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      ACE Inhibitor-Based, Directly Observed Therapy for Hypertension in Hemodialysis Patients

      a , b , a

      American Journal of Nephrology

      S. Karger AG

      ACE inhibitor, Hypertension, Hemodialysis

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          Background: Hypertension is present in nearly 80% of dialysis patients yet adequately controlled in less than half. We designed a stepped antihypertensive regimen using long-acting antihypertensives (trandolapril, atenolol and amlodipine) administered thrice a week (TIW) after each hemodialysis, and compared blood pressure (BP) control, medication cost and pill burden to each patient’s prior daily antihypertensive prescriptions. Methods: Patients were continued on their daily medications, pre-dialysis sitting BP was measured and a 44-hour interdialytic ambulatory BP monitoring (ABPM) was obtained. Then, their medications were stopped and replaced with trandolapril (2 mg TIW). Atenolol and/or amlodipine were also given TIW if the patients had any member of these classes of drugs as part of their daily regimen. Medications were titrated every 2 weeks to achieve a pre-dialysis mean arterial pressure (MAP) of <107 mm Hg. After 2 consecutive weeks with a pre-dialysis MAP of <107 mm Hg, a second 44-hour ABPM was obtained. Results: Ten patients completed the study. A persistent MAP of <107 was maintained in all 10 patients after conversion to TIW dosing. The systolic BP decreased from 122.2 ± 7.1 to 116.4 ± 11.6, and the diastolic BP decreased from 75.3 ± 10.4 to 70.4 ± 11.4 mm Hg. Pill burden and cost of medications were also significantly less. Conclusions: This pilot study found that ACE inhibitor-based, directly observed TIW therapy to be effective in hemodialysis patients with mild to moderate hypertension. Larger trials of directly observed therapy for hypertension in dialysis patients are warranted.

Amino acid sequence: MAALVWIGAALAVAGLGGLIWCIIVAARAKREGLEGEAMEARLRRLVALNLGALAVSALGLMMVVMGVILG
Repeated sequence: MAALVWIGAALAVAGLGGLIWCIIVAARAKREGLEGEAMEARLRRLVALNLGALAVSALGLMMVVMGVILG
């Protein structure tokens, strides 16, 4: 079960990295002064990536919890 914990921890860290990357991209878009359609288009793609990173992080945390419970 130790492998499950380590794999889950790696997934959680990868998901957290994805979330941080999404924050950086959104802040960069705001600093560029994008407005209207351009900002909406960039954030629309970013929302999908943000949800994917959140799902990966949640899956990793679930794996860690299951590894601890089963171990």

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          Most cited references 19

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          Prevalence, treatment, and control of hypertension in chronic hemodialysis patients in the United States.

          Hypertension is common in chronic hemodialysis patients, yet there are limited data on the epidemiology of hypertension in these patients in the United States. We assessed the prevalence, treatment, and control of hypertension in a cohort of 2535 clinically stable, adult hemodialysis patients who participated in a multicenter study of the safety and tolerability of an intravenous iron preparation. Hypertension was defined as an average predialysis systolic blood pressure >150 mm Hg or diastolic blood pressure >85 mm Hg, or the use of antihypertensive medications. Hypertension was documented in 86% (n = 2173) of patients. The prevalence of hypertension, in contrast to that observed in the general population, did not increase linearly with age and was not affected by sex or ethnicity. Hypertension was controlled adequately in only 30% (n = 659) of the hypertensive patients. In the remaining patients, hypertension was either untreated (12% [252/2173]) or treated inadequately (58% [1262/2173]). Control of hypertension, particularly systolic hypertension, in chronic hemodialysis patients in the United States is inadequate, despite recognition of its prevalence and the frequent use of antihypertensive drugs. Optimizing the use of medications and closer attention to nonpharmacologic interventions, such as adjustment of dry weight, a low-sodium diet, and exercise, may improve control.
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            The effect of prescribed daily dose frequency on patient medication compliance.